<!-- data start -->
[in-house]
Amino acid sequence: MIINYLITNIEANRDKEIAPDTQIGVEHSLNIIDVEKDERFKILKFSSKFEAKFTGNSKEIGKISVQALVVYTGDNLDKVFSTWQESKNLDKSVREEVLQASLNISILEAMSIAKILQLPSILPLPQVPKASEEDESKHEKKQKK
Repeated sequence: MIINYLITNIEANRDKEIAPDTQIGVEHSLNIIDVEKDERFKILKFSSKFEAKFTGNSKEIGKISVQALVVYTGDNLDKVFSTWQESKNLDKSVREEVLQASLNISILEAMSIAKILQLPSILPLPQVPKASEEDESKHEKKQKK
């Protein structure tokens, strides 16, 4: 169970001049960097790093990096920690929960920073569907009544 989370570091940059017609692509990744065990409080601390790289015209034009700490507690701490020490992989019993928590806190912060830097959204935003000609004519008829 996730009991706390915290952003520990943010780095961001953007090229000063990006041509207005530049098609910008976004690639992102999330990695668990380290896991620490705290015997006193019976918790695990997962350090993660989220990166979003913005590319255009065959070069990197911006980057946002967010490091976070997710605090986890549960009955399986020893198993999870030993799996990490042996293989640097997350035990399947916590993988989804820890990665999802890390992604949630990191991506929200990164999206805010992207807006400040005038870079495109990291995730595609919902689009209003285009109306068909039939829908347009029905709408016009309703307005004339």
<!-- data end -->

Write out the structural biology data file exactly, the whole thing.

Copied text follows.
[in-house]
Amino acid sequence: MIINYLITNIEANRDKEIAPDTQIGVEHSLNIIDVEKDERFKILKFSSKFEAKFTGNSKEIGKISVQALVVYTGDNLDKVFSTWQESKNLDKSVREEVLQASLNISILEAMSIAKILQLPSILPLPQVPKASEEDESKHEKKQKK
Repeated sequence: MIINYLITNIEANRDKEIAPDTQIGVEHSLNIIDVEKDERFKILKFSSKFEAKFTGNSKEIGKISVQALVVYTGDNLDKVFSTWQESKNLDKSVREEVLQASLNISILEAMSIAKILQLPSILPLPQVPKASEEDESKHEKKQKK
């Protein structure tokens, strides 16, 4: 169970001049960097790093990096920690929960920073569907009544 989370570091940059017609692509990744065990409080601390790289015209034009700490507690701490020490992989019993928590806190912060830097959204935003000609004519008829 996730009991706390915290952003520990943010780095961001953007090229000063990006041509207005530049098609910008976004690639992102999330990695668990380290896991620490705290015997006193019976918790695990997962350090993660989220990166979003913005590319255009065959070069990197911006980057946002967010490091976070997710605090986890549960009955399986020893198993999870030993799996990490042996293989640097997350035990399947916590993988989804820890990665999802890390992604949630990191991506929200990164999206805010992207807006400040005038870079495109990291995730595609919902689009209003285009109306068909039939829908347009029905709408016009309703307005004339």